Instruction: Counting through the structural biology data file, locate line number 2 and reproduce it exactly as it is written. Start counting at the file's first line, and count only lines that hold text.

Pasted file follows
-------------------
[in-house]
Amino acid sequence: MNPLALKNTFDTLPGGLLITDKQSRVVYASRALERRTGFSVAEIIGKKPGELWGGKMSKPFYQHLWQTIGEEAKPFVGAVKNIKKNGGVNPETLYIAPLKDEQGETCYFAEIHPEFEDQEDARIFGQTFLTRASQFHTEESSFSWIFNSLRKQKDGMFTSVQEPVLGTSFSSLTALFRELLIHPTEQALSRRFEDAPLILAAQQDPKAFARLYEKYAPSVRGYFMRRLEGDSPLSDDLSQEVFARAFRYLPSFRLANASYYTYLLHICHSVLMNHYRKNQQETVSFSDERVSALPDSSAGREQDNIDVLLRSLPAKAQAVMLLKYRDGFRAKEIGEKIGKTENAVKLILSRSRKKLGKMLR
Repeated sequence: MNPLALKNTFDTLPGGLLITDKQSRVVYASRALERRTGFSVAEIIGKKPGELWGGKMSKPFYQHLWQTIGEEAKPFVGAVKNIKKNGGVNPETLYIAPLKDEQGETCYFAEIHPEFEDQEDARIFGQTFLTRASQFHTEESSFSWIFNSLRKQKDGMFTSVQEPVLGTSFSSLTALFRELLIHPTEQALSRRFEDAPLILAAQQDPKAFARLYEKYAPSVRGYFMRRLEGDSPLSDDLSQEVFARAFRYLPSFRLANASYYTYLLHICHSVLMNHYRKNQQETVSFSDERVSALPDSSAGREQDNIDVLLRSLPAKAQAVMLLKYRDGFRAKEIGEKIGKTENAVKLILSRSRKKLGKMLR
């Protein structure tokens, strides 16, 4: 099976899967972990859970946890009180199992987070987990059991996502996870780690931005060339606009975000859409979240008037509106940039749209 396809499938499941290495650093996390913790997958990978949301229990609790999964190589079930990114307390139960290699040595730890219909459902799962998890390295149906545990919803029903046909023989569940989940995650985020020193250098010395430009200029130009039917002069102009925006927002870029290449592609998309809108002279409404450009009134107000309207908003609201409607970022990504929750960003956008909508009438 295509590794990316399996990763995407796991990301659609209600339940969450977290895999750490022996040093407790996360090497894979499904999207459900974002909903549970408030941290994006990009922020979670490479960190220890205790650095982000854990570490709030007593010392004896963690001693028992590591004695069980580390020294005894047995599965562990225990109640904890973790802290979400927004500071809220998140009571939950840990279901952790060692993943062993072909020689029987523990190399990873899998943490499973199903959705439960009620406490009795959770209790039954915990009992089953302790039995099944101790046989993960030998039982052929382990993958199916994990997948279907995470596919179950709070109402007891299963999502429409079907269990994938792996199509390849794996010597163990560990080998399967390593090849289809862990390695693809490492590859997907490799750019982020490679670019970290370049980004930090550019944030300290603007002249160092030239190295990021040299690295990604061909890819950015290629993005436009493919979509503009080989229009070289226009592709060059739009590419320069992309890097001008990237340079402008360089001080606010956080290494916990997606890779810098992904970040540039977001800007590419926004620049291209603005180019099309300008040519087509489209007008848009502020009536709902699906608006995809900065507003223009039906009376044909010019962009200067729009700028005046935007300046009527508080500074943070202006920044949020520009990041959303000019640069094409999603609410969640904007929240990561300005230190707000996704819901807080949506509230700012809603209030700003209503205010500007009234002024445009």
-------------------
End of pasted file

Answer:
Amino acid sequence: MNPLALKNTFDTLPGGLLITDKQSRVVYASRALERRTGFSVAEIIGKKPGELWGGKMSKPFYQHLWQTIGEEAKPFVGAVKNIKKNGGVNPETLYIAPLKDEQGETCYFAEIHPEFEDQEDARIFGQTFLTRASQFHTEESSFSWIFNSLRKQKDGMFTSVQEPVLGTSFSSLTALFRELLIHPTEQALSRRFEDAPLILAAQQDPKAFARLYEKYAPSVRGYFMRRLEGDSPLSDDLSQEVFARAFRYLPSFRLANASYYTYLLHICHSVLMNHYRKNQQETVSFSDERVSALPDSSAGREQDNIDVLLRSLPAKAQAVMLLKYRDGFRAKEIGEKIGKTENAVKLILSRSRKKLGKMLR